On the bright side

On the bright side

Bjørn Lomborg tells climate-change worrywarts to chillax in Cool It

By Amanda Witherell

The most masterful crafters of fiction depend on the deliberate omission of details. Ernest Hemingway, in a 1958 interview with the Paris Review, called it the iceberg of a story, an eighth of which pierces the surface, known and visible, while an untold reality remains submerged beneath the narrative. This art of absentia served Hemingway well, layering his stories with nuance and mystery. The icebergs in Bjørn Lomborg’s Cool It: The Skeptical Environmentalist’s Guide to Global Warming serve their author’s purposes too, but they’re likely to melt under the glare of critical scrutiny.

Lomborg, a Danish statistician and adjunct professor at the Copenhagen Business School, examines the problem of climate change through the lens of expense, and according to his calculations, the public benefits of cutting carbon dioxide emissions aren’t worth the cost. If we really want to improve future conditions, he contends, we should pay more attention to social problems like hunger and disease, causes that have been relegated to the status of ugly stepchildren by the new hype around saving the climate. Early in the book he concludes that, calculated in purely economic terms, the Kyoto Protocol is a “bad deal.” Every dollar spent cutting carbon emissions translates to 34 cents of “good” — a term he neglects to define.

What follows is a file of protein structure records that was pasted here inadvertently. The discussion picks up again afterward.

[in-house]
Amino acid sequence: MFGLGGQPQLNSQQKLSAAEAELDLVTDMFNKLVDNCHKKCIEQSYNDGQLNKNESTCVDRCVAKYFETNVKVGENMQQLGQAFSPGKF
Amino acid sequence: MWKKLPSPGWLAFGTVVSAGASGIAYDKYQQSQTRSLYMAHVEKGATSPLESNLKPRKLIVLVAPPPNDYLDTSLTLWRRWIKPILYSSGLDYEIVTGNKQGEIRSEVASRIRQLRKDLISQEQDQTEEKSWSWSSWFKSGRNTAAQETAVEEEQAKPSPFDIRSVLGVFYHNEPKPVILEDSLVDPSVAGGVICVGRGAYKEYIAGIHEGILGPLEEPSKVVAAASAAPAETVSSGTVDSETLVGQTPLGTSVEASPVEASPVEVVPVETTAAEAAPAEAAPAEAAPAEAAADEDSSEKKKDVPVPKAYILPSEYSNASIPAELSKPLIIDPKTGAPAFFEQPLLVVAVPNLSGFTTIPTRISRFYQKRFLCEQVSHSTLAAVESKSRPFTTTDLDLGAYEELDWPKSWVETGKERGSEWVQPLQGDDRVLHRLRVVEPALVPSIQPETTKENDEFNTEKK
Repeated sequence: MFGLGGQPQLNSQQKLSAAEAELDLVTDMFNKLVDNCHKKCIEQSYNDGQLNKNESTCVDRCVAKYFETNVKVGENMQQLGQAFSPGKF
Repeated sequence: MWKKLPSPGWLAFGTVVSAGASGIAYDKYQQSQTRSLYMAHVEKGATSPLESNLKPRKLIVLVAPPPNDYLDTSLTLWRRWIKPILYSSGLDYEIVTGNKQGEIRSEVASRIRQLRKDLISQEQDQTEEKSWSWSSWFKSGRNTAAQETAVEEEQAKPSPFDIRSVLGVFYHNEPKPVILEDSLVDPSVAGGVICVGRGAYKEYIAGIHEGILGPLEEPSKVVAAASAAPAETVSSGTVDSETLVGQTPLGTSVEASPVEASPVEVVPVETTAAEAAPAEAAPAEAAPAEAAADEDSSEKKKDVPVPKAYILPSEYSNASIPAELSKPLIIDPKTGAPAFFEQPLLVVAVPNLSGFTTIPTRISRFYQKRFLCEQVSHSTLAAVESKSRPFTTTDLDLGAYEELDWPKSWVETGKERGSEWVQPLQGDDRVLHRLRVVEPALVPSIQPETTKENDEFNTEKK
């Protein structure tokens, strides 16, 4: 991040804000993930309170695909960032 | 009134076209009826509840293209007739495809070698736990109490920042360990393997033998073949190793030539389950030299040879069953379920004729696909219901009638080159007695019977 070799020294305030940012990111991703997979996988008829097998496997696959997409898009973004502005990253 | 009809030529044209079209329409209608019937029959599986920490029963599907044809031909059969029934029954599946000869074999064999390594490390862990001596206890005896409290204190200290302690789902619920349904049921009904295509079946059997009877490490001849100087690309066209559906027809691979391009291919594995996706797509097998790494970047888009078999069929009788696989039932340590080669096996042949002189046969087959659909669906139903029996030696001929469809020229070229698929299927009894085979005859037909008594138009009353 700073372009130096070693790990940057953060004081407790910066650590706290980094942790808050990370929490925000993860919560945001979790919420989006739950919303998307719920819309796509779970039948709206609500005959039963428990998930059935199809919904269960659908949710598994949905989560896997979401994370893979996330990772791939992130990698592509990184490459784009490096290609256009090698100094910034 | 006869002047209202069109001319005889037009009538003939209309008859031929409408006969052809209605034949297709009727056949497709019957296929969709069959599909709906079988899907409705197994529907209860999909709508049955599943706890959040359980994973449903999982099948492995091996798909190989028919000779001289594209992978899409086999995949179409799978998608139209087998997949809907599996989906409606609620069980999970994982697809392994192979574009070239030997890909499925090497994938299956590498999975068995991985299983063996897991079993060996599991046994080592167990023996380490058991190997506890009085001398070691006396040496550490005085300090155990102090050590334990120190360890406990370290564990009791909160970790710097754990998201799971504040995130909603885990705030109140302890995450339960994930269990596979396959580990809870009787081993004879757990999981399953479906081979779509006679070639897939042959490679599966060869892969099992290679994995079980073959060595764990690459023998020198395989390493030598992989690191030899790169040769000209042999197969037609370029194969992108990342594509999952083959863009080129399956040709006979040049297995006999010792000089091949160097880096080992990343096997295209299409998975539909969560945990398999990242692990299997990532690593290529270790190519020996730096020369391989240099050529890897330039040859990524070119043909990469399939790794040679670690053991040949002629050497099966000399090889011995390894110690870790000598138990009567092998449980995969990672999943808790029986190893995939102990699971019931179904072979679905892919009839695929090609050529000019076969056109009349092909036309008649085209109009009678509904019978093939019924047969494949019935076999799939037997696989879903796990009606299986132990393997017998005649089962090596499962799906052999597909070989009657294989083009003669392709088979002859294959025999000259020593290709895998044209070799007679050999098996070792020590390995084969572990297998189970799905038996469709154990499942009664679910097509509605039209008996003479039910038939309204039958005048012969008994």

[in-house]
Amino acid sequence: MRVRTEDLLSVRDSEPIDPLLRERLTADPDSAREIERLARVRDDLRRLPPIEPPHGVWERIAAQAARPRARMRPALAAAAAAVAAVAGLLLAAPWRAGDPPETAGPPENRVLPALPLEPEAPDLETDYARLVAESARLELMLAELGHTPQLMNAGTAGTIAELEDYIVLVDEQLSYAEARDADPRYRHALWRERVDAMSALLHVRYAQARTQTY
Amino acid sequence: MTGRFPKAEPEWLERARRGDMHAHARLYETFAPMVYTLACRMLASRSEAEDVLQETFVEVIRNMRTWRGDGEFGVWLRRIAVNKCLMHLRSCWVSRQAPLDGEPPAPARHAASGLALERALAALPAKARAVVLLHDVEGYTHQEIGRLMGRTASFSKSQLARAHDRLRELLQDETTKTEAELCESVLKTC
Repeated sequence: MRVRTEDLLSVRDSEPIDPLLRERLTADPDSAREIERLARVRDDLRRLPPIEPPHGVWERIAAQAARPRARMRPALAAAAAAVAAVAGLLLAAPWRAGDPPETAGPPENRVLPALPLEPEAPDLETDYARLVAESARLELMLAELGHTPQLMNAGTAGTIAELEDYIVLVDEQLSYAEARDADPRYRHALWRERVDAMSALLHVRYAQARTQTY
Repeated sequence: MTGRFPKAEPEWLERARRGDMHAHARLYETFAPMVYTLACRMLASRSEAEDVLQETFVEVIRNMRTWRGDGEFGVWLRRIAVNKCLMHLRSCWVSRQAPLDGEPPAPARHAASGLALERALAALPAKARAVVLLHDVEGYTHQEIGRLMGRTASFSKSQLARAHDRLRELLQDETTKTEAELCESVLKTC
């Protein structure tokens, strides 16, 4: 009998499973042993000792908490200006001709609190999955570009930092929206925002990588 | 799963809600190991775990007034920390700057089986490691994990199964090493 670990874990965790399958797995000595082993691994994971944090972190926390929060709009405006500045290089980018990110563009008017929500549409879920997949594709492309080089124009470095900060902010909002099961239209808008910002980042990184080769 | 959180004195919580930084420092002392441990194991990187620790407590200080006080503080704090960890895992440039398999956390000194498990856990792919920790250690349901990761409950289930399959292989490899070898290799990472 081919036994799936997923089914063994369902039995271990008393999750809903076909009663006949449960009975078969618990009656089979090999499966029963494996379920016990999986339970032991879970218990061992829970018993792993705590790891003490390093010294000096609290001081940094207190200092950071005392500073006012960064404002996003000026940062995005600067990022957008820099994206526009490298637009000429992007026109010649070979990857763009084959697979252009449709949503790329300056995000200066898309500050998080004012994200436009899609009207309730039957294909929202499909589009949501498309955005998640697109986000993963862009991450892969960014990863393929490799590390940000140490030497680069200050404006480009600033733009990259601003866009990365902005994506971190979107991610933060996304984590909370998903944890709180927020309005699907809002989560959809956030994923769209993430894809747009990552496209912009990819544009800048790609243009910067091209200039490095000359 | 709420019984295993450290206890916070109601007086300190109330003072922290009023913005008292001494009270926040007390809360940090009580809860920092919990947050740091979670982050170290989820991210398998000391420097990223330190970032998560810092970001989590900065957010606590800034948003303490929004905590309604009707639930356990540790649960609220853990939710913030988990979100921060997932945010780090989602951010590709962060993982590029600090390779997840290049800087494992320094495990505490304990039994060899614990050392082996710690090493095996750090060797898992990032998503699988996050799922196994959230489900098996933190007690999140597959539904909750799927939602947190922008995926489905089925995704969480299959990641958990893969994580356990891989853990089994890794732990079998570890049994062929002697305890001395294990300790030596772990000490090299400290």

Whatever his definition, it demands investigation. Lomborg is, after all, “the skeptical environmentalist,” as he first made plain in 2001’s The Skeptical Environmentalist: Measuring the Real State of the World, which was roundly debunked by scientists and Lomborg’s avowed fellow environmentalists. The Union of Concerned Scientists got concerned with his optimism about the state of the natural world and convened a panel of leading experts, including biologist Edward O. Wilson, water expert Peter Gleick, and climate modeler Jerry Mahlman to delve into the details of his data. They determined that his conclusions were drawn from an artful manipulation of facts disguised by a narrative deftly criticizing other artful manipulators of facts.